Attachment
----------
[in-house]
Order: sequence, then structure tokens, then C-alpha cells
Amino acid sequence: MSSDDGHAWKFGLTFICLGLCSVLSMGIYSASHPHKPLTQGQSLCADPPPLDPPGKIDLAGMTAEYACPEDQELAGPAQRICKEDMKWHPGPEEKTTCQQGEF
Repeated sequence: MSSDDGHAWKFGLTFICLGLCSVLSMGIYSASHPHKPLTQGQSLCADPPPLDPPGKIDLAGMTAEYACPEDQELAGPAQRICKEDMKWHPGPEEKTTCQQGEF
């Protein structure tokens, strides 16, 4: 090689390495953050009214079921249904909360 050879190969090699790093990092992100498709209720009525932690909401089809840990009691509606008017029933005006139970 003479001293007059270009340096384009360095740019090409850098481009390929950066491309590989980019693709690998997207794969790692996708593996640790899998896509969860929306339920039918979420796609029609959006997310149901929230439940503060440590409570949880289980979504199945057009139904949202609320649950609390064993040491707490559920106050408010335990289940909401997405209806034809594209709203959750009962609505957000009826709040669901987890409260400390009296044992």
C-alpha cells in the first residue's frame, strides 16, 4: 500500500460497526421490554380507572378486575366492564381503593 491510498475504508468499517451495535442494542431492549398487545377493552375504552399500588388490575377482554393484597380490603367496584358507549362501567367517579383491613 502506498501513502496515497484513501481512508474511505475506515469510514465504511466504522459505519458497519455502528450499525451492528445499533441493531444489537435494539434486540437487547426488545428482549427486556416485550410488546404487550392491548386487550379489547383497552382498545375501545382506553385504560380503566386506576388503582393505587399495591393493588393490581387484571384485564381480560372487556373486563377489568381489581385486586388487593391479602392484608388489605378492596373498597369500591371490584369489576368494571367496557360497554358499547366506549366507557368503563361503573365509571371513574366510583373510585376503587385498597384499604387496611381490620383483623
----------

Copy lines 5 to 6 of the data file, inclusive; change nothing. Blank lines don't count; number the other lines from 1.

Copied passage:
């Protein structure tokens, strides 16, 4: 090689390495953050009214079921249904909360 050879190969090699790093990092992100498709209720009525932690909401089809840990009691509606008017029933005006139970 003479001293007059270009340096384009360095740019090409850098481009390929950066491309590989980019693709690998997207794969790692996708593996640790899998896509969860929306339920039918979420796609029609959006997310149901929230439940503060440590409570949880289980979504199945057009139904949202609320649950609390064993040491707490559920106050408010335990289940909401997405209806034809594209709203959750009962609505957000009826709040669901987890409260400390009296044992």
C-alpha cells in the first residue's frame, strides 16, 4: 500500500460497526421490554380507572378486575366492564381503593 491510498475504508468499517451495535442494542431492549398487545377493552375504552399500588388490575377482554393484597380490603367496584358507549362501567367517579383491613 502506498501513502496515497484513501481512508474511505475506515469510514465504511466504522459505519458497519455502528450499525451492528445499533441493531444489537435494539434486540437487547426488545428482549427486556416485550410488546404487550392491548386487550379489547383497552382498545375501545382506553385504560380503566386506576388503582393505587399495591393493588393490581387484571384485564381480560372487556373486563377489568381489581385486586388487593391479602392484608388489605378492596373498597369500591371490584369489576368494571367496557360497554358499547366506549366507557368503563361503573365509571371513574366510583373510585376503587385498597384499604387496611381490620383483623